Few people understand better than Donna Barile what kind of support a person needs after a cancer diagnosis.

More than a decade after surviving breast cancer, Donna learned at age 43 that she had ovarian cancer.

“Ovarian cancer was the last thing on my mind because to me it only happens to older people,” she told Healthline about her 2013 diagnosis.

Donna, who carries the BRCA1 gene mutation that increases the risk of breast and ovarian cancers, had surgery to remove her ovaries, fallopian tubes, and uterus. She also underwent a year of chemotherapy. The treatment worked, for a while.

But Donna has experienced four recurrences. Most recently, the cancer returned in her abdomen and a nodule in her lung.

“Now I’m back on chemotherapy again,” Donna said.

To help her face the challenge of multiple recurrences, Donna turned to the National Ovarian Cancer Coalition (NOCC).

The NOCC is a national nonprofit organization that runs advocacy, education, and support programs across the country for people affected by ovarian cancer.

“The things they’ve done for me and my family, and the people I’ve met and networked with through them, it’s amazing. Beyond amazing,” Donna shared. “From what I’ve experienced, the women that associate with NOCC are nothing short of welcoming, loving, and amazing.”

Originally founded as a grassroots group in 1991, the NOCC was incorporated as a nonprofit organization in 1995.

Through its national programs and local chapter initiatives, the NOCC seeks to raise awareness about ovarian cancer in communities across the country.

The organization’s staff and volunteers also provide education and support to people affected by ovarian cancer — including newly diagnosed patients, survivors, and caregivers.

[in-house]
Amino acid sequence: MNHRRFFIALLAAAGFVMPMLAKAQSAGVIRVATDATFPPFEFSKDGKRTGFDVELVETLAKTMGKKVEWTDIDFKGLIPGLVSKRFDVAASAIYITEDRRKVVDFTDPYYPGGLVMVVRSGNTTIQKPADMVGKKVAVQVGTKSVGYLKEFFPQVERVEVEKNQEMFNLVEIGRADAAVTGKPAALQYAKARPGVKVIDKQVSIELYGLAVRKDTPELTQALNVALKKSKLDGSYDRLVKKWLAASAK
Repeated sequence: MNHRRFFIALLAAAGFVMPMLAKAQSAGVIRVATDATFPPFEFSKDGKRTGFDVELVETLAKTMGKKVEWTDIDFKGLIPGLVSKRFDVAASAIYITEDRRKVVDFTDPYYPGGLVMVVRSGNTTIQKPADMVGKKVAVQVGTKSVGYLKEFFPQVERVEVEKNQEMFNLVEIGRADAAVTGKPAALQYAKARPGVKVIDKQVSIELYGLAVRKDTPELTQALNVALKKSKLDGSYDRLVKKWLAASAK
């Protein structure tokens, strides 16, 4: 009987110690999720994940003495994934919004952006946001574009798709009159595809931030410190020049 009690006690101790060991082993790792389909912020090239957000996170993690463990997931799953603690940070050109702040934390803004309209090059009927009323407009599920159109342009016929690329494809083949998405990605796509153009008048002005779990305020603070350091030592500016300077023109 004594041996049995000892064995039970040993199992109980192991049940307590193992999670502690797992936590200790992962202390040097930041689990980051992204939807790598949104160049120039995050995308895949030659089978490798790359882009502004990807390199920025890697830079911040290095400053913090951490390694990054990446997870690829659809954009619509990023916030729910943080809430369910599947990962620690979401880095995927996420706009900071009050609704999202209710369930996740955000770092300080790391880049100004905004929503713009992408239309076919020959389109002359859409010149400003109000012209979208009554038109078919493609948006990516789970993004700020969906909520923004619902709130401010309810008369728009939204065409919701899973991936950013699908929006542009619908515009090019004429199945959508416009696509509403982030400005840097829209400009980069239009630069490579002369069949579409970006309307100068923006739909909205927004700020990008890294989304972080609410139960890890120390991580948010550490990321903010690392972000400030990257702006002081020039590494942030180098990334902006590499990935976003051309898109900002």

Donna has received meal deliveries, gone on wellness retreats, and attended monthly support group meetings with the Long Island Chapter of NOCC’s Teal Hearts Network .

“I never miss a meeting,” Donna told Healthline.

“Even now with the pandemic, they do Zoom meetings, so the women in our chapter, we can see each other, we can talk to each other, we can help each other,” she continued.

These support group meetings give ovarian cancer survivors a chance to swap tips and advice, share stories about their experiences, and draw support and inspiration from one another.

“I see women come in there and just cry because it’s their safe place,” Donna said.

“It’s like, ‘OK, these women get it, they’ve been where I’ve been, and I’m going to be OK because if they can do it, I can do it.’”

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Image via Caroline McNally

Caroline McNally received a diagnosis of ovarian cancer in her senior year of undergraduate studies, when she was 21 years old.

After undergoing surgery, she searched online for programs for survivors.

“I knew there were a lot of programs out there for breast cancer survivors, but I didn’t really know of one for ovarian cancer,” McNally said. “So I looked up on Google, ‘ovarian cancer walks,’ and I found the NOCC.”

McNally participated in her first Together in TEAL® Run/Walk last September. It’s an event that’s part of the NOCC’s signature fundraising initiative. TEAL stands for “Take Early Action and Live.”

“During the survivor photo, I got so emotional, and this older lady was so supportive,” McNally recalled. “She just hugged me, and she was like, ‘we’ve all been there, we’re here for you.’”

Since then, McNally’s involvement with the NOCC has given her a chance to speak alongside other survivors to a group of medical students at Rutgers University.

“It was amazing for us to get to say, here’s some advice from someone who’s been through it,” McNally said.

“It made me feel like I did something helpful out of this and that [ovarian cancer] wasn’t just detrimental for me,” she added.